Program: Mitacs Globalink
Supervisor: Amir Asif
Abstract: Cost Optimization Model of Electric Vehicles Parking Lots for Distribution System Operator
During the past few years, greenhouse gas emissions increased exponentially. According to the International Energy Agency report, 32.3 Giga metric tons of CO2 had been emitted in 2016, where the transportation sector stands among the major contributors. Hence, the penetration of Electric Vehicles is considered the prime action toward a sustainable energy environment. The growth and accessibility of charging infrastructure to meet the charging demands of EV owners are vital for the consistent adoption of EVs. A considerable need for EV charging comes from EVs parked in commercial and workspaces. Additionally, the energy demand will likely increase by 56% in 30 years starting in 2010 due to economic development, according to the US Energy Information Administration (EIA) assessment. Regardless, the grid is designed initially to bear lower loads. Thus upon the introduction of this extra load, the grid requires some additional infrastructure and research to protect it from potential threats. The Vehicle-to-Grid solution is currently under research to solve this problem.
The proposed model offers a strategy for optimizing the distribution system operator's profit while considering EVPL owner's yields and EV user satisfaction. Additionally, the model decides on the optimal combination of uni-directional (UD) and bi-directional (BD) chargers, considering all the financial limitations of the vehicle to grid (V2G) services and the incentive-participation modeling of EV users.
Supervisor: Roger Kempers
Profile: Rayyan is interested in finding and studying ways to improve current technologies in Mechanical Engineering and enjoys experimentation.
Abstract: Development of 3D-printed wick structures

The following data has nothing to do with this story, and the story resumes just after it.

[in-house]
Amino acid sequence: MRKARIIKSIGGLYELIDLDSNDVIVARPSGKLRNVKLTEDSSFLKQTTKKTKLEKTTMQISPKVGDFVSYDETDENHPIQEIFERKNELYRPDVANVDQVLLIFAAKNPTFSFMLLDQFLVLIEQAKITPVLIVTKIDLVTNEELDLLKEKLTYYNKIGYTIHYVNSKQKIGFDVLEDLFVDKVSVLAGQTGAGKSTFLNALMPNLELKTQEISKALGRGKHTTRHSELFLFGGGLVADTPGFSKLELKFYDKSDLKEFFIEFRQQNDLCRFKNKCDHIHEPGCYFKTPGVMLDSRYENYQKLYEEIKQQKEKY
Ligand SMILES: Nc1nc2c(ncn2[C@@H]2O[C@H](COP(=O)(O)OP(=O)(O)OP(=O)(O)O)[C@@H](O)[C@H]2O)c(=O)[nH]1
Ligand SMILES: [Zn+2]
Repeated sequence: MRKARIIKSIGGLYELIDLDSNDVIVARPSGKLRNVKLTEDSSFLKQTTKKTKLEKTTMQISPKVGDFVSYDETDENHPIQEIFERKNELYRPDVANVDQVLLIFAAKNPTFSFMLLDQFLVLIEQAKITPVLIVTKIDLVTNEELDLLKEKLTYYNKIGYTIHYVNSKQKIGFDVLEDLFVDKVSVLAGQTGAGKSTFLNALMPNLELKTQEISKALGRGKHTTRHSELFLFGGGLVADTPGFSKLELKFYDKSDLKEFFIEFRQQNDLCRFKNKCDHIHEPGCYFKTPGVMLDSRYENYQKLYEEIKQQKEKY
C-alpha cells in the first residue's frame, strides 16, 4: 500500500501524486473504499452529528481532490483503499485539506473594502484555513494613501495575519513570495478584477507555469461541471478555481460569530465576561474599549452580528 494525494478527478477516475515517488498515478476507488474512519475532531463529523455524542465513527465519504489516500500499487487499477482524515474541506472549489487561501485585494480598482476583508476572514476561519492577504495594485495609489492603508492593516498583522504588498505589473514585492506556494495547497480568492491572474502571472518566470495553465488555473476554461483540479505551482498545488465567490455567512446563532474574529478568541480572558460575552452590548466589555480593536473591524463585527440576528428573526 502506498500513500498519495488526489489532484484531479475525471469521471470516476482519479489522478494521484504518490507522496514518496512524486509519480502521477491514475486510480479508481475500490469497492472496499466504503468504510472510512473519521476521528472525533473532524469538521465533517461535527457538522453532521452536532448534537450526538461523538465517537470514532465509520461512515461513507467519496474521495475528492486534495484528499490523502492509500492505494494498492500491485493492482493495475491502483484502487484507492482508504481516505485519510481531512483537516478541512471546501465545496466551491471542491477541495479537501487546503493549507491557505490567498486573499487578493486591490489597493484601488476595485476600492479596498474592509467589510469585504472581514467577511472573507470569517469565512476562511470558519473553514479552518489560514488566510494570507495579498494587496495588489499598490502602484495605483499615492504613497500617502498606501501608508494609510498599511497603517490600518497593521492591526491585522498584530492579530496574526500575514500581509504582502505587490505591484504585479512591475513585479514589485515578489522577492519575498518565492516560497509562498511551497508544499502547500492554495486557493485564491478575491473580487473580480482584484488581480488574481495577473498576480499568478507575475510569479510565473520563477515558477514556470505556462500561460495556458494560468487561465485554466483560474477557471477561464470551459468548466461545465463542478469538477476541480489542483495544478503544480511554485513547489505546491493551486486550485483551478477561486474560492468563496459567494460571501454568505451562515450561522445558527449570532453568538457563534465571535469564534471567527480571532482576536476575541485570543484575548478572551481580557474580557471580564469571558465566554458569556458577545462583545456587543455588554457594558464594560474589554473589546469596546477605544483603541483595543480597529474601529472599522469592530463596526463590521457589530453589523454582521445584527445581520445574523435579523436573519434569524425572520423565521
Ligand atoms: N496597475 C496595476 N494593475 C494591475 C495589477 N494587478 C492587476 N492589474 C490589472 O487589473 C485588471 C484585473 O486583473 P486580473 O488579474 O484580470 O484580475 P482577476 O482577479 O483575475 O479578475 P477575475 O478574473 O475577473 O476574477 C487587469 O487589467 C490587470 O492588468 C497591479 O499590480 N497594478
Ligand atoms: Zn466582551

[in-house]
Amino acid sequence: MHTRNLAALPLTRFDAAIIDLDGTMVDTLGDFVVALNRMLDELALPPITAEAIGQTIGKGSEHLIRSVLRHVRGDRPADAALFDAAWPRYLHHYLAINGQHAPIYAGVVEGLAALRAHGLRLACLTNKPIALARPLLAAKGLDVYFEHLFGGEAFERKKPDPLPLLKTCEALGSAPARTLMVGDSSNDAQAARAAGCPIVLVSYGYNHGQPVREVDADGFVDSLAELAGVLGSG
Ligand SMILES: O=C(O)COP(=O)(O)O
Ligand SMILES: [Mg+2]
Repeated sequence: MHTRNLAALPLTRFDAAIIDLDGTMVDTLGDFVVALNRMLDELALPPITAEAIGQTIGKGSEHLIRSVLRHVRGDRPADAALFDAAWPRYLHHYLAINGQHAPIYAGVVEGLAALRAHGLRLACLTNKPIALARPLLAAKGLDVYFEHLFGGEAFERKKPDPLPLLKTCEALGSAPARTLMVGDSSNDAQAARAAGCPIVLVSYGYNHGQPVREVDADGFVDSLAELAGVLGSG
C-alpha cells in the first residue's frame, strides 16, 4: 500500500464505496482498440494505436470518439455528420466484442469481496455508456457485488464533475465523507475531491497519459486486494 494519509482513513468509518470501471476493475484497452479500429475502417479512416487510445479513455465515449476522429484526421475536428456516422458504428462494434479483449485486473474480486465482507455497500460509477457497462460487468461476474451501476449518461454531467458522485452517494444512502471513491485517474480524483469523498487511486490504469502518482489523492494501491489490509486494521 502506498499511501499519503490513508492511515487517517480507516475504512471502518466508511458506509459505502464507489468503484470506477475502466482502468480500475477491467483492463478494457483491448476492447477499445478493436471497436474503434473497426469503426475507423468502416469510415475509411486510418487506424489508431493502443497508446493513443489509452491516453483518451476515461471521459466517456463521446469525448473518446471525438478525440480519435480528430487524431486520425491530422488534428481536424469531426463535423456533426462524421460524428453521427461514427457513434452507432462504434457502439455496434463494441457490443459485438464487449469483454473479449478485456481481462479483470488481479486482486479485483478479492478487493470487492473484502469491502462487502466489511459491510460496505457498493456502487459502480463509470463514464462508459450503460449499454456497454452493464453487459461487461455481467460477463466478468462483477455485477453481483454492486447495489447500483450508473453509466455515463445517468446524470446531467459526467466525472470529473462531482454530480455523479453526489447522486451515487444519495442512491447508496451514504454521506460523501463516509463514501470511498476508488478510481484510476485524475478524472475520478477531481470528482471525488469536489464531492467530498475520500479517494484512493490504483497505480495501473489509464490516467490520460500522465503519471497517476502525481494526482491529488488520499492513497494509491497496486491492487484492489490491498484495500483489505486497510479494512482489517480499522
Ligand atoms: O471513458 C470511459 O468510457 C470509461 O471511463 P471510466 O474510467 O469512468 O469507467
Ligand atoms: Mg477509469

Two-phase cooling devices (i.e. vapour chambers (VCs) and heat pipes (Hps)) have recently gained attention in the microelectronic industry due to their ability to meet the increasingly higher heat flux requirement as compared to traditional single-phase heatsinks. The wick is an essential component HPs and VCs, which drives the working liquid from the condenser side (cold side) back to the evaporator (hot side) through its capillaries. Therefore, the wick should be engineered to have higher permeability (K) and a smaller effective pore radius (reff). As a result, various techniques and manufacturing methods, such as etching, sintering, machining, etc., have been developed to balance the trade-off between both parameters. The current paper proposes using laser bed powder fusion (LBPF) technology to tailor complex porous wicking structures. Several strut-based unit cells (BCC, FCC, FL, etc.) structures were developed and investigated at different porosity levels. The hydraulic performance parameters of the wicks were tested using the rate-of-rise (m-t) method. It was found that the additively manufactured wicks showed a higher K/reff compared with the conventional sintered wicks.